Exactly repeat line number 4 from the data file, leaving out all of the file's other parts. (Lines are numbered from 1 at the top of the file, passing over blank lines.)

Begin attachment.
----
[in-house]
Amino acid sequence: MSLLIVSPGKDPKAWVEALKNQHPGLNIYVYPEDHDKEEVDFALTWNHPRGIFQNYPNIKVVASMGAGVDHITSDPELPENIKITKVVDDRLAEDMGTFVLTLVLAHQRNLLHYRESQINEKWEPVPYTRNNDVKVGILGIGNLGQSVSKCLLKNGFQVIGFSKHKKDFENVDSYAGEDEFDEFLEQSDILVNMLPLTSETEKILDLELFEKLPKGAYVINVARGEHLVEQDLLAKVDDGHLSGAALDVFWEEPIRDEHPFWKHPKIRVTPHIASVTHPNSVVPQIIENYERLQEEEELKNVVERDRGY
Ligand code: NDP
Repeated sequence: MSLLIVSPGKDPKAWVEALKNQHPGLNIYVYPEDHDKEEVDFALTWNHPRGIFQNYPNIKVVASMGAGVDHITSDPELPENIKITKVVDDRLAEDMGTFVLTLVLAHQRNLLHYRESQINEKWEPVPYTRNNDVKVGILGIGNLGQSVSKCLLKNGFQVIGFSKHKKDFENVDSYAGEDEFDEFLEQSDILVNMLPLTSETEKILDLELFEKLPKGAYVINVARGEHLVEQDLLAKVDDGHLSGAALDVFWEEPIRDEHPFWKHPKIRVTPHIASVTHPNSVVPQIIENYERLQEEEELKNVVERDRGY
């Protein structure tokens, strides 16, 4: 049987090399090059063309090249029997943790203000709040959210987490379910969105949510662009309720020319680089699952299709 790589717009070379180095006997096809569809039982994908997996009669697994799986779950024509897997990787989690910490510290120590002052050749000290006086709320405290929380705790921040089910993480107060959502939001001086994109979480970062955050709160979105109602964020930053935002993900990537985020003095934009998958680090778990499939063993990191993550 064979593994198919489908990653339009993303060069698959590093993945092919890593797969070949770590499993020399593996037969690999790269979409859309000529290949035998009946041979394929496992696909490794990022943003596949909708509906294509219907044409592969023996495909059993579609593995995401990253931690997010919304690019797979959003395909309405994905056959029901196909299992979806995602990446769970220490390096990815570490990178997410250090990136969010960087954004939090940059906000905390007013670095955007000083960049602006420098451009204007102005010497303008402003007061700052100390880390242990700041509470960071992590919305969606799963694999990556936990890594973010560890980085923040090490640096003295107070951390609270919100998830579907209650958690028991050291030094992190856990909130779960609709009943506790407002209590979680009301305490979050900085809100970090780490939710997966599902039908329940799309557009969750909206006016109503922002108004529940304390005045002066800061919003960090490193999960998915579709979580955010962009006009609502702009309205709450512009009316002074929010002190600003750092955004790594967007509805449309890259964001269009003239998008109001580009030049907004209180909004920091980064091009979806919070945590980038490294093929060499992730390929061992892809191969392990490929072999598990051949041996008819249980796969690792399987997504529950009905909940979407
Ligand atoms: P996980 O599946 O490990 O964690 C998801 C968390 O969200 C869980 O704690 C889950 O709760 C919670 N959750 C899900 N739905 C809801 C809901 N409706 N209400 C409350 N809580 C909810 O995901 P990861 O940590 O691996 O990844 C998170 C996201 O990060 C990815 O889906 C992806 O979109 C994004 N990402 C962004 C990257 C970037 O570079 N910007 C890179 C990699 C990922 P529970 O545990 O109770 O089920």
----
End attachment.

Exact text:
Repeated sequence: MSLLIVSPGKDPKAWVEALKNQHPGLNIYVYPEDHDKEEVDFALTWNHPRGIFQNYPNIKVVASMGAGVDHITSDPELPENIKITKVVDDRLAEDMGTFVLTLVLAHQRNLLHYRESQINEKWEPVPYTRNNDVKVGILGIGNLGQSVSKCLLKNGFQVIGFSKHKKDFENVDSYAGEDEFDEFLEQSDILVNMLPLTSETEKILDLELFEKLPKGAYVINVARGEHLVEQDLLAKVDDGHLSGAALDVFWEEPIRDEHPFWKHPKIRVTPHIASVTHPNSVVPQIIENYERLQEEEELKNVVERDRGY